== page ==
A key film of the late Fifties/early Sixties French New Wave, À bout de souffle (Breathless) opens with suave lowlife Michel Poiccard (Jean-Paul Belmondo) stealing a car. When he's caught speeding on the way to Paris and pursued by the police, Michel kills the officer. Desperate to collect some money owed and make his escape to Italy, he hides out with Patricia (Jean Seberg), an American girl he had slept with once and who is oblivious to the danger he's in.
This is one of the most influential films of all time in its liberal use of jump cuts, in idolizing American noir films and transferring that aesthetic to a foreign country, and its allusions to other films and even self-referentially to itself. Goddard left plenty of signs that he was seeking to overturn the staid French mainstream tradition, such as when Michel rebuffs a hawker selling Cahiers du cinema (the French film magazine), or when Patricia interviews a film director named Parvulesco, who is none other than Godard's New Wave comrade-in-arms Jean-Pierre Melville.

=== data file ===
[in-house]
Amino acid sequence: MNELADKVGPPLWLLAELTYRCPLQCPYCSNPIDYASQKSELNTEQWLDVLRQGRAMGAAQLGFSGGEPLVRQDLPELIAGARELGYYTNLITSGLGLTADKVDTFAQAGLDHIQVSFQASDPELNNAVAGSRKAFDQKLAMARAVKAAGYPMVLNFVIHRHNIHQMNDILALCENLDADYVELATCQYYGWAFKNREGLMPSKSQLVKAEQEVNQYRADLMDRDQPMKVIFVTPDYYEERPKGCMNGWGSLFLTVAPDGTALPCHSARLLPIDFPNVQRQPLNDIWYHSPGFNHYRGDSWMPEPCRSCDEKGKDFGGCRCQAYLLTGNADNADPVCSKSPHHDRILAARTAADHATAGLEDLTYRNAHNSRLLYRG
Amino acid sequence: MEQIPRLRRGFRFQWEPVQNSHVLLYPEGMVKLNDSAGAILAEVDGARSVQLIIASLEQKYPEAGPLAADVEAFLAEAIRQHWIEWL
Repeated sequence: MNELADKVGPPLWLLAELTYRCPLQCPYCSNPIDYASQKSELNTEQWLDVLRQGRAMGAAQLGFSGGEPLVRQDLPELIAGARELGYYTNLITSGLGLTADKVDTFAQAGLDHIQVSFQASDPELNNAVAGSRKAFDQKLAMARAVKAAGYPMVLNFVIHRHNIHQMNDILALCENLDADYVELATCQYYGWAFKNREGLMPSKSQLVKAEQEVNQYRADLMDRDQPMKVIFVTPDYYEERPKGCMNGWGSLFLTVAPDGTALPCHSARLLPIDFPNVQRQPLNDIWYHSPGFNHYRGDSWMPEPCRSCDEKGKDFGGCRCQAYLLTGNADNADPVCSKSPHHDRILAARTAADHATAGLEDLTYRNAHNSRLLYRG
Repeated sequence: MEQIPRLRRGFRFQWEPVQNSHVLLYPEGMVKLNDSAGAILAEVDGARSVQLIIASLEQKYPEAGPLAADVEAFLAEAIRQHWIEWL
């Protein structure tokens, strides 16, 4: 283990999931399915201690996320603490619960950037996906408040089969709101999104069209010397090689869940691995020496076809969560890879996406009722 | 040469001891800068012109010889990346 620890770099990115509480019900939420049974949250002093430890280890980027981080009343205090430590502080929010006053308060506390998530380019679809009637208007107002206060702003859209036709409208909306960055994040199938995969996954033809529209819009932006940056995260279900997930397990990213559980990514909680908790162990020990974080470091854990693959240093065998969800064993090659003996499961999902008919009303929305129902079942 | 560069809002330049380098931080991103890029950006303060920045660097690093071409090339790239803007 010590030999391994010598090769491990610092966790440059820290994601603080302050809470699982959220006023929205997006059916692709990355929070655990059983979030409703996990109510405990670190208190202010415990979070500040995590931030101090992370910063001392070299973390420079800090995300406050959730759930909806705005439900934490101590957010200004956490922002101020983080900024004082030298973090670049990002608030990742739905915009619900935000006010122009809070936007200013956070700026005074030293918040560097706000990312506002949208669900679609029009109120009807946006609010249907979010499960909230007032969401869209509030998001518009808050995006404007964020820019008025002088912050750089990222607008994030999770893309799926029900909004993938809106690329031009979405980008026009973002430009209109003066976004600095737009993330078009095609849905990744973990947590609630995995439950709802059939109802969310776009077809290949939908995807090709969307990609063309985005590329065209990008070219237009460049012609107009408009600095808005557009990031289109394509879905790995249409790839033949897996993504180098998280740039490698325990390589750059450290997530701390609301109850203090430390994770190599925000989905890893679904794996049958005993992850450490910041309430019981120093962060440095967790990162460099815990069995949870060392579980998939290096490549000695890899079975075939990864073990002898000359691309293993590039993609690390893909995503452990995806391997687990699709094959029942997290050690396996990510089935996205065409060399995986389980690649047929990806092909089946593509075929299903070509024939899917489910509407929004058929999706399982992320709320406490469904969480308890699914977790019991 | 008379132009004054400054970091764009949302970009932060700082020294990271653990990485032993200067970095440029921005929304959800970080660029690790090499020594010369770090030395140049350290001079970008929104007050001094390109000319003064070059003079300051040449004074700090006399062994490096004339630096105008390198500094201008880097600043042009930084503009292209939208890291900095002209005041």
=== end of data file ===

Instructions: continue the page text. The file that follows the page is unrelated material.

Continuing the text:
À bout de souffle is undeniably dated. Even knowing all that context around its creation and reception, I found it hard to be really bowled over and cannot award the film a full five stars – and I am a great fan of Godard’s subsequent work. Still, there's a lot to like. I'm particularly fond of the film's dialogue, which revels in French slang that hitherto had not been consider "proper" for art, most of which goes over Patricia's head and some of which Michel explains. In that sense one might compare the film to Raymond Queneau's novel Zazie dans le métro from the same time. The sexual frankness of its young characters might surprise younger viewers who would place this social upheaval to later in the 1960s.